Ninth Circuit Upholds Tip Pooling Under FLSA

The Fair Labor Standards Act does not prohibit employers from allocating tips under a tip pool, if the employer does not apply a "tip credit" to satisfy the minimum wage obligation.
The Fair Labor Standards Act permits payment of a sub-minimum wage to tipped workers, so long as the base subminimum wage plus tips exceeds the normal minimum wage.
The plaintiffs claimed that the employer's allocation of pooled tips violated the Fair Labor Standards Act. They raised a number of arguments regarding the validity of the tip pooling arrangement, under which 55-70% of tips were distributed to kitchen and dishwashing staff. But the court said the FLSA does not prohibit tip allocations where the employee earns full minimum wage before tips. When an employer does pay subminimum wage and relies on tips to fill the gap, however, there are restrictions on tip pooling under FLSA (29 U.S.C. s. 203(m)). But those did not apply in this instance.
California law, however, does not permit the subminimum wage. Neither does Oregon law, which is where this case arose. Therefore, employers complying with state law minimum wages will not have to worry about the FLSA when constructing tip pools.

The case is Cumbie v. Woody Woo, Inc. and the opinion is here.

U.S. Supreme Court Breathes Life Into Removal Statute

Employers usually prefer federal court over California state court. Federal court practice includes a unanimous jury, tough rules that drive plaintiff attorneys nuts, judges that seem to grant summary judgment more readily, and other perceived benefits.

Federal courts don't routinely hear state law claims unless they are tied to a federal claim, or unless the plaintiff and defendant are "diverse" citizens. But federal courts often prefer not to litigate relatively simple state-law based claims. So, they have limited jurisdiction to hear those matters based on "diversity" of the parties' citizenship.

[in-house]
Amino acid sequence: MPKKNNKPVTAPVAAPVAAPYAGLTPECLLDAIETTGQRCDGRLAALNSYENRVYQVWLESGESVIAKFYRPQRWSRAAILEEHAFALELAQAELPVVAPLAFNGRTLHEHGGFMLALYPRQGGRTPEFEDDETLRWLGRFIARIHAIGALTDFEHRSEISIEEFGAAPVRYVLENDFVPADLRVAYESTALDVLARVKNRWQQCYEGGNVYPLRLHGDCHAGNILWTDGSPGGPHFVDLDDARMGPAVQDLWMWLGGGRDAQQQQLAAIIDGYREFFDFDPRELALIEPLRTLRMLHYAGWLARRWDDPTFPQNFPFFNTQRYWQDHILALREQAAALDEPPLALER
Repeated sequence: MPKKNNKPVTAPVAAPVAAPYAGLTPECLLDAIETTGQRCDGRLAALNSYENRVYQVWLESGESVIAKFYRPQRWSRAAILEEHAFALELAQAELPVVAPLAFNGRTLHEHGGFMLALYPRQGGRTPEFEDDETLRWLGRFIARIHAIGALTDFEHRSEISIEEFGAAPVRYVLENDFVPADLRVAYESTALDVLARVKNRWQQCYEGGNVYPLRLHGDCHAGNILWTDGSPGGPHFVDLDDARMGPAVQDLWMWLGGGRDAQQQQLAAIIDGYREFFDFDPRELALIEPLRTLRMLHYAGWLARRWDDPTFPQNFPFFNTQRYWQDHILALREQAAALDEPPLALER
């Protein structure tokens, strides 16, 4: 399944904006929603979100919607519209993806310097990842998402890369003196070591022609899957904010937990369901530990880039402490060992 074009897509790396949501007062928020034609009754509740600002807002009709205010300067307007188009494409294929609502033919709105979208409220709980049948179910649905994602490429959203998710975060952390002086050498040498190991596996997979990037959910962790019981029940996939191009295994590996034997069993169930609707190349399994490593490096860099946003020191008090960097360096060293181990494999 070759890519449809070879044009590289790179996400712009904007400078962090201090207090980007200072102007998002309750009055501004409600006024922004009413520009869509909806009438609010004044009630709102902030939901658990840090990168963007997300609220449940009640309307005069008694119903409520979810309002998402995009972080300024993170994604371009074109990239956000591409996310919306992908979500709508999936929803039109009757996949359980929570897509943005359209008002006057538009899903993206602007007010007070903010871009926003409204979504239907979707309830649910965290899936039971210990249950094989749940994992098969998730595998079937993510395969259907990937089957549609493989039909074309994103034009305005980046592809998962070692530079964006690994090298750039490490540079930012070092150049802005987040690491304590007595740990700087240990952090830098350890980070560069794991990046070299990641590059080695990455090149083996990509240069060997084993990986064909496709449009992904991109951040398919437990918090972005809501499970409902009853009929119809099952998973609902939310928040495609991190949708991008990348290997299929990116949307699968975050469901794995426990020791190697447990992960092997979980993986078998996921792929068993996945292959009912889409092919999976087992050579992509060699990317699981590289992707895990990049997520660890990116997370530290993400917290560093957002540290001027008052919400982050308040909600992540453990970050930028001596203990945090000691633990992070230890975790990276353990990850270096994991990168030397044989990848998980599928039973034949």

The Supreme Court stepped in to clarify how to determine a corporation's citizenship for diversity jurisdiction. The case arose in California. Melinda Friend and other sued Hertz for wage and hour violations. Hertz sought to remove the case on the ground that Friend was a California Citizen, and Hertz was a citizen of New Jersey. The lower federal courts determined that Hertz was the equivalent of a California citizen, because it had substantial activities in California.

On review, the Supreme Court rejected the analysis. The Court concluded:
“principal place of business” is best read as referring to the place where a corporation’s officers direct, control, and coordinate the corporation’s activities. It is the place that Courts of Appeals have called the corporation’s “nerve center.” And in practice it should normally be the place where the corporation maintains its head-quarters—provided that the headquarters is the actual center of direction, control, and coordination, i.e., the “nerve center,” and not simply an office where the corporation holds its board meetings (for example, attended by directors and officers who have traveled there for the occasion).
So, that's a much more straightforward analysis, which will result in the limitation of corporations' citizenship to its state of incorporation and the state where the officers/ senior management primarily do business. As a result, employers with lots of operations in different states will be able to remove cases to federal court based on diversity of citizenship jurisdiction.

The case is Friend v. Hertz Corporation and the opinion is here.

No Attorney's Fees for Minimal Recovery in FEHA Case